Long before “The Paranormal Activity” or “Insidious” film series, we had “Saw,” the series that kind of resurrected the Halloween spirit at the movies. You see before “Saw” and it’s reign every Halloween, we sort of forgot how fun it was to go to the movies this time of year. For so long we were spoiled by franchise’s like “Friday the 13th,” “Nightmare on Elm Street” and “Halloween.” So I guess it makes sense that by the time “Saw” came around, we were ready for something new. I just never expected something as intriguing as it was, at least early on in the series making it an easy pick this week. As I have said before, a good horror flick or thriller isn’t one that thrives on mere scare tactics; it’s one that offers up a twisted storyline which ultimately makes or breaks the film. That’s how classics like “Silence of the Lambs” and “Se7en” became legendary films of this genre, and why I put “Saw” somewhere behind them.
The story in “Saw” begins in a grungy abandoned bathroom where two guys, Lawrence (Cary Elwes) and Adam (Leigh Whannel) wake up only to find themselves chained to a pipe on opposite sides of the room, not knowing when or how they got there. And, to add to the disarray, there is man lying in a pool of blood with a .38 in one hand and a tape recorder in the other. As the two try to comprehend the situation, they find envelopes in their pockets containing a micro-cassette tape to play in the recorder. Each tape, which was assumed to be taped by the captor later to be dubbed the “jigsaw killer,” contained special instructions for both on what to do next. Adam’s message basically just told him why he was there, but Lawrence’s message was a tad bit different. For Lawrence, he was instructed to kill Adam by a certain time or his wife and daughter would die. Not something you necessarily want to hear when you’re chained to a pipe in some unknown location. Nevertheless the two captives begin to work together in an attempt to solve the mystery that keeps getting crazier and crazier as time passes, leading to a very intense and twisted conclusion.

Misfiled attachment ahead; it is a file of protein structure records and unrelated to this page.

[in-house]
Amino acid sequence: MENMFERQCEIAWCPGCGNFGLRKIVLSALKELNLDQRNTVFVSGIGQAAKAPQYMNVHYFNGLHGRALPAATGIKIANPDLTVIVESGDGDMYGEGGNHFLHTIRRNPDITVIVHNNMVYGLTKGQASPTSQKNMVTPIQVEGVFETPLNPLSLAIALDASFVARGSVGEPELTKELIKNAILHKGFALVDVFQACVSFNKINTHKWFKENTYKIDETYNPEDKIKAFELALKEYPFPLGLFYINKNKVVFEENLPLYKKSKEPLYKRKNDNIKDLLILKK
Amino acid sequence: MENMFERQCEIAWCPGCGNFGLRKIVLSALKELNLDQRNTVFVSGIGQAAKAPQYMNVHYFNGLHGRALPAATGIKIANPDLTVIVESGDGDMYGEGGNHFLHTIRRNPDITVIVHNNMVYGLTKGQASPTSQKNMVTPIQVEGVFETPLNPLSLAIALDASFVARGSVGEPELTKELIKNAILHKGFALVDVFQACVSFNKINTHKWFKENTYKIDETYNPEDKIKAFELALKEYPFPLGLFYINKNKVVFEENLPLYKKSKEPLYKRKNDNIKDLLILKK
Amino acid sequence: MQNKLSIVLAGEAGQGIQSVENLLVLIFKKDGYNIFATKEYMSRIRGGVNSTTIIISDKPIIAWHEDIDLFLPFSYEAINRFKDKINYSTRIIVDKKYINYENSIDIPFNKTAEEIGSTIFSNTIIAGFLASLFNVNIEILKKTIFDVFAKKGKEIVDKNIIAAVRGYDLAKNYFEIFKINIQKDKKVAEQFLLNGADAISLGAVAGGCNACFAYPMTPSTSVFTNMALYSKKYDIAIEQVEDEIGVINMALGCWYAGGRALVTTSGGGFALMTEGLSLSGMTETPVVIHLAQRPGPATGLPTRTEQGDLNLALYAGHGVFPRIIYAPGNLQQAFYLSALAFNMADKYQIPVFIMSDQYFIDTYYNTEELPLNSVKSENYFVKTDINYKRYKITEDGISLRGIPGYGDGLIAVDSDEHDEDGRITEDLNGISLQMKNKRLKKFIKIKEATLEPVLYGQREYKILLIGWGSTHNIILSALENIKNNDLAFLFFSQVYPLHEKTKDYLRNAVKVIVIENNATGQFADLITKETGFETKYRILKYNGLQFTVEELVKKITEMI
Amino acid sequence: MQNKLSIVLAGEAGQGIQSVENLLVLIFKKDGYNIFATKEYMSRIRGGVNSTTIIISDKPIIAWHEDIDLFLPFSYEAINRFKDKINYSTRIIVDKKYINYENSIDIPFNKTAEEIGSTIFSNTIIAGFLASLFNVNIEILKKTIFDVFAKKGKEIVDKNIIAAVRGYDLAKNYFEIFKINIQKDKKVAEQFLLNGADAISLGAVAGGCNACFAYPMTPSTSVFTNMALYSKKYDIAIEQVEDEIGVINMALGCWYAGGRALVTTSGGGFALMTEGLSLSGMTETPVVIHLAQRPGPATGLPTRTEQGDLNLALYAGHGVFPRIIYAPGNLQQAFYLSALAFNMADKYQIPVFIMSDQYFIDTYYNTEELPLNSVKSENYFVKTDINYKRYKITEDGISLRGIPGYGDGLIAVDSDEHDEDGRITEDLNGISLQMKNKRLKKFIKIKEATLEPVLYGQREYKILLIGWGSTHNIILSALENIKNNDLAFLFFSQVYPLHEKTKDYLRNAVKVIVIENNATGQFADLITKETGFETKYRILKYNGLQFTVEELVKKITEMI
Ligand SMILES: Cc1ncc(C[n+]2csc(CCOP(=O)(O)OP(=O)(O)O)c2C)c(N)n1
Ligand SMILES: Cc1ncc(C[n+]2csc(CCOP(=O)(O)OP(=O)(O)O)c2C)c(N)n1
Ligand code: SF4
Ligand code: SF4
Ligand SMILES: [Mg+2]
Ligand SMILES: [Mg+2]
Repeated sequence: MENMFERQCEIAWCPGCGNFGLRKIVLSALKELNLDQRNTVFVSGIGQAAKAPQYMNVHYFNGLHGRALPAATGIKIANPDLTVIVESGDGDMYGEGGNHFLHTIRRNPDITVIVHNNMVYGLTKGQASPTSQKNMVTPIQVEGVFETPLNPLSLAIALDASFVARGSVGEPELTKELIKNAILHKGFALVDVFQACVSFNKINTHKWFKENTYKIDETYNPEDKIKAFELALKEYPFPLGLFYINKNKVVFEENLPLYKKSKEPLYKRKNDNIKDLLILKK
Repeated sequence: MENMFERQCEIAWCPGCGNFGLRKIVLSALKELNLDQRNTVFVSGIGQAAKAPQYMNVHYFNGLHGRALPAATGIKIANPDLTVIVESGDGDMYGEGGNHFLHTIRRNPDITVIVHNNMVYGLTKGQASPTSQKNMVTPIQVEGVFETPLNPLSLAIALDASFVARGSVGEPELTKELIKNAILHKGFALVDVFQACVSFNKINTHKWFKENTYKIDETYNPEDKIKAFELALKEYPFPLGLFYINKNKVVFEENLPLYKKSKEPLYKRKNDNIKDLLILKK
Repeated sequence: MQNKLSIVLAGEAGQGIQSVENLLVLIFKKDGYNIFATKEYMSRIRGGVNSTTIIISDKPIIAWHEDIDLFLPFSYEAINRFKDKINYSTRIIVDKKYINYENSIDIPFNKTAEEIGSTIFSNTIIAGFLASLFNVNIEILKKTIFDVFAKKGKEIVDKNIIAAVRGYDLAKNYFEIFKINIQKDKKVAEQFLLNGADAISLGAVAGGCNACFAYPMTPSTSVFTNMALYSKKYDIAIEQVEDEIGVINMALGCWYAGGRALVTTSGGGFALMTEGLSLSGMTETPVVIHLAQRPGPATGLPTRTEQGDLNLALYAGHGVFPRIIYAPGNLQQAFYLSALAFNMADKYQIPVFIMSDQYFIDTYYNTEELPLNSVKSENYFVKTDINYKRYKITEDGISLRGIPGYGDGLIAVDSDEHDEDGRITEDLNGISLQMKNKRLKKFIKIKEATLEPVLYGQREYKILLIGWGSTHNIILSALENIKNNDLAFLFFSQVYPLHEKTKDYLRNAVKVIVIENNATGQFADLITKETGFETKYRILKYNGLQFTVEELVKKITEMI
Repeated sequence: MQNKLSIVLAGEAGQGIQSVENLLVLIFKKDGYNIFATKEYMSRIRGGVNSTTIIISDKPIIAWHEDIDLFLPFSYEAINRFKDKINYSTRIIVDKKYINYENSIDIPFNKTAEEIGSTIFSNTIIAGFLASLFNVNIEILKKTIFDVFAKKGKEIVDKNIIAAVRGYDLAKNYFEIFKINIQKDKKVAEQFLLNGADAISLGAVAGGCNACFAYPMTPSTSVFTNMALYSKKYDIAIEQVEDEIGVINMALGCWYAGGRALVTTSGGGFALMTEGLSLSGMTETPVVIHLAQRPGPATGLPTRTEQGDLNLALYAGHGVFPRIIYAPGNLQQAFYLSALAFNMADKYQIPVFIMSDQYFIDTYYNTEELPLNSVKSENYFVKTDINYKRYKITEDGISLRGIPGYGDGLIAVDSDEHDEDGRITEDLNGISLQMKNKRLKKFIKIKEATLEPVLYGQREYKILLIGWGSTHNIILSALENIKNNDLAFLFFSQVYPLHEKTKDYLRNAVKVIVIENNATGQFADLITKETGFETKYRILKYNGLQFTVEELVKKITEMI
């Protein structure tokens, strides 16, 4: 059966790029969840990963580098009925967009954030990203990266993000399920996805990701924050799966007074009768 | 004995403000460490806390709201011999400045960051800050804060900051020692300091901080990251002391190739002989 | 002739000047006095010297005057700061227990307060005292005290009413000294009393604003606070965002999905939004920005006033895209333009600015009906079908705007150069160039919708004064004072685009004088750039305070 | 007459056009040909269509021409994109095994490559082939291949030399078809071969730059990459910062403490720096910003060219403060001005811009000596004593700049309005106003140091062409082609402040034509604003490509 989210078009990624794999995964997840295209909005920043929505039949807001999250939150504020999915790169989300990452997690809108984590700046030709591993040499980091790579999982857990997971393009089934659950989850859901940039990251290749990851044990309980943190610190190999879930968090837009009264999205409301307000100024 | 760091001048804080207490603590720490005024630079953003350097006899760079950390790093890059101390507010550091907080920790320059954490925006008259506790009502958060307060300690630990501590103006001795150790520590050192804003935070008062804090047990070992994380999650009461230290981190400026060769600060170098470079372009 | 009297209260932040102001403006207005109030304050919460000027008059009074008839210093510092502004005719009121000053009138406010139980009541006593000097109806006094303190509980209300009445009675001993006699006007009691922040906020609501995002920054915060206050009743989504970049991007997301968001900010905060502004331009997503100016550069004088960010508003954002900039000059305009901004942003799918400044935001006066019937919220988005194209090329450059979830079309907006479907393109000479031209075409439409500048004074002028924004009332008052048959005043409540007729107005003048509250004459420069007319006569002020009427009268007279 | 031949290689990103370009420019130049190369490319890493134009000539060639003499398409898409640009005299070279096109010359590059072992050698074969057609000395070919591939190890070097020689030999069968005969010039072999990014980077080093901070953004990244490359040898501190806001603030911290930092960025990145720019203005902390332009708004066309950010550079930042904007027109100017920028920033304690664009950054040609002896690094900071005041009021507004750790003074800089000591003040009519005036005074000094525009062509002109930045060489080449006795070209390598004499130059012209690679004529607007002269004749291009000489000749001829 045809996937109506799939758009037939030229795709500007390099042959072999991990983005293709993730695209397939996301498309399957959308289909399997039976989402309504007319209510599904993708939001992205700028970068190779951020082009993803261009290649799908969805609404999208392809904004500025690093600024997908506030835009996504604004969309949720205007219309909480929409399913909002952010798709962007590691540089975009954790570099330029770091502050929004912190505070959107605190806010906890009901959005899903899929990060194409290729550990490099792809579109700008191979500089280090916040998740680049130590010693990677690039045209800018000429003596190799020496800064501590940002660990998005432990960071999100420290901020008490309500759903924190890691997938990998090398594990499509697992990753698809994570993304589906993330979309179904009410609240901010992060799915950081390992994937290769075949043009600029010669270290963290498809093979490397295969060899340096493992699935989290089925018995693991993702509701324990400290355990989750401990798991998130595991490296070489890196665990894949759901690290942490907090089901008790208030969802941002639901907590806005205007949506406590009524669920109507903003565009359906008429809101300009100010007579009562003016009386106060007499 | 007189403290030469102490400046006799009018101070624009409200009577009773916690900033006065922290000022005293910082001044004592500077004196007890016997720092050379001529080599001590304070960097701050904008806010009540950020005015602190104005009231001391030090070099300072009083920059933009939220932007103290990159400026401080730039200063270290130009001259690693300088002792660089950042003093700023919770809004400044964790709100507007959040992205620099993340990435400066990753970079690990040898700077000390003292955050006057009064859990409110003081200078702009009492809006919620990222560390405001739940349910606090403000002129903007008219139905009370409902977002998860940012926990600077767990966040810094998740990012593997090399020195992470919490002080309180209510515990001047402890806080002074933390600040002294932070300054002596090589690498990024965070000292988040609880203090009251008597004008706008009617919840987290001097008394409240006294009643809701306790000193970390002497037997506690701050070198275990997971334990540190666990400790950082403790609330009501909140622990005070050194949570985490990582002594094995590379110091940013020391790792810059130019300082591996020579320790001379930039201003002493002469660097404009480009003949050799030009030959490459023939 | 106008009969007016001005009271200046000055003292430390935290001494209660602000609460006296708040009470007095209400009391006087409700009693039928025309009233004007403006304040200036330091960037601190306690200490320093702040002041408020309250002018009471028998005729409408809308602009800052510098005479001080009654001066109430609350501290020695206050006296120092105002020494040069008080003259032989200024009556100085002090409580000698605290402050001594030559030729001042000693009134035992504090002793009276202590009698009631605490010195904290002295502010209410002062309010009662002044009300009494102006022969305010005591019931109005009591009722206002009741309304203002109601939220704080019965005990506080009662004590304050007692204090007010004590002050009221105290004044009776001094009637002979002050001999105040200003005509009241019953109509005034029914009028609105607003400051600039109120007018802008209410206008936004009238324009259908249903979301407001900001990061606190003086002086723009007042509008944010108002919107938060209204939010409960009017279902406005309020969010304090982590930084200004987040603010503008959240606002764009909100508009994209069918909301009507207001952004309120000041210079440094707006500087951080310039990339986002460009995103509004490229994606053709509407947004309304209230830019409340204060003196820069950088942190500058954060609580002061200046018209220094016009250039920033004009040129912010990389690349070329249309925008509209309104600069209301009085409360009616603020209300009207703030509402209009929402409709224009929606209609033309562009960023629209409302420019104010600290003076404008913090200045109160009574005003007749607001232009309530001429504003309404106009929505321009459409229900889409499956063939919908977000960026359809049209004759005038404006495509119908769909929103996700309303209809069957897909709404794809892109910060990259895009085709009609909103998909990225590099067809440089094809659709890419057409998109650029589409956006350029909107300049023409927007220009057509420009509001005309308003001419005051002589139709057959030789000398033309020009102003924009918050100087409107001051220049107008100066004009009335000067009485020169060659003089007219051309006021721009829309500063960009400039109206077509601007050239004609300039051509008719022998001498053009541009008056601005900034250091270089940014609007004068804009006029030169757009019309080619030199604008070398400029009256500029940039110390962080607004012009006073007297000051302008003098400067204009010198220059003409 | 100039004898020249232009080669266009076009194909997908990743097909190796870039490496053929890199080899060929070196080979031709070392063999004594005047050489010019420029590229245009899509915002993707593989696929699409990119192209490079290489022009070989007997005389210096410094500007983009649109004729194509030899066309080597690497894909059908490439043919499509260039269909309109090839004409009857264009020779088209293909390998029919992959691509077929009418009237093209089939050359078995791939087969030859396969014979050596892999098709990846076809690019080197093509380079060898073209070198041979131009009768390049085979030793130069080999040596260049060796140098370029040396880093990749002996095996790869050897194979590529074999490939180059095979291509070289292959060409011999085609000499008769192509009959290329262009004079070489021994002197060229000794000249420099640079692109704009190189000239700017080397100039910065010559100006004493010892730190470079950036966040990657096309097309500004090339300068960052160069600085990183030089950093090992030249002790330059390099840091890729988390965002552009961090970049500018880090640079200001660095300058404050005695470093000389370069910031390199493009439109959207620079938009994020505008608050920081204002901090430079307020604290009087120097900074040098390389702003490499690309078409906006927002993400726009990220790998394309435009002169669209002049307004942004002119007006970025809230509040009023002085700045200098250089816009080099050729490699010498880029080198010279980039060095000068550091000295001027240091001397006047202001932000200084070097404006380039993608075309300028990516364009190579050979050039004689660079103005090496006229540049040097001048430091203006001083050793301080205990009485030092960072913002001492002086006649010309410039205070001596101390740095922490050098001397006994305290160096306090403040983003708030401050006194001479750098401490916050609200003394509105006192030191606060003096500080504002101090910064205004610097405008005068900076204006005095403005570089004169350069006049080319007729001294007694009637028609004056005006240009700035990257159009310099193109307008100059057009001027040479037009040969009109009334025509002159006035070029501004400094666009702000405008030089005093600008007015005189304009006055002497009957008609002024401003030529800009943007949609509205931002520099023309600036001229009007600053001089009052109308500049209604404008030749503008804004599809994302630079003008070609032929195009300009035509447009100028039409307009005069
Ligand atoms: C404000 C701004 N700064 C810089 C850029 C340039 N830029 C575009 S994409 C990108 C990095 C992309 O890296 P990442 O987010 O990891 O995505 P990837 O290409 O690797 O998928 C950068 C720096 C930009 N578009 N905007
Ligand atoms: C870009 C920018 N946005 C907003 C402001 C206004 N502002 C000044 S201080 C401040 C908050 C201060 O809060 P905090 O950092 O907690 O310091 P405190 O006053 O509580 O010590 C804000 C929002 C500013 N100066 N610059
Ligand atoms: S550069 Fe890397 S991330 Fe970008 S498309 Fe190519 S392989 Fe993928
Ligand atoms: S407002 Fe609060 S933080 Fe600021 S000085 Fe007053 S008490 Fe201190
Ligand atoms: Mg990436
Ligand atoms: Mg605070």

Any cast in a film like this isn’t one that will blow people away, but you have to have someone play the roles, right? And really, there’s not much to mention with this cast led by none other than the great Cary Elwes. All kidding aside, Elwes probably doesn’t get his due these days after a number of hitless wonders, but who could forget his role as Westley in “The Princess Bride?” That’s unfortunately Elwes’ only “claim to fame,” and that’s a shame considering he’s been in such hit films as “Glory,” “Days of Thunder” and “Robin Hood: Men in Tights.” Elwes co-star, Leigh Whannel, who played Adam, was admirable in his role, but his true talent was seen in the script, which he co-wrote. And, really the two made a fairly decent pair top watch, especially in those scenes where all reason had been thrown out the window leaving them with nothing but panic. But, the true surprising fact about this cast was the presence of Danny Glover, who played a local cop obsessed with the killer. You would think that a casting of Glover would be vital to the story, but not this film as we saw little to no Glover, causing me to question the point of bringing a guy like him in. Nevertheless, the cast in this film does somewhat of a decent job in keeping the intensity up which is really all we ask for from a story like this.
As ingenious as the story was in this film, it could have been better. Molding what I would call more of a psychological thriller isn’t the easiest thing to do and I can say first time director James Wan did a pretty good job with what he had to work with. Outside of a few typical horror-themed antics, “Saw” managed to move along quite well which says something about how well this story was written overall. Visually, this film is disturbing, yet brilliant and there’s something to be said about that. It doesn’t quite match the caliber of a “Se7en,” but then again what does? So if somehow you never saw this original piece to the popular series, look for it this weekend, as it has a way of creeping you out in the most unlikely of ways.
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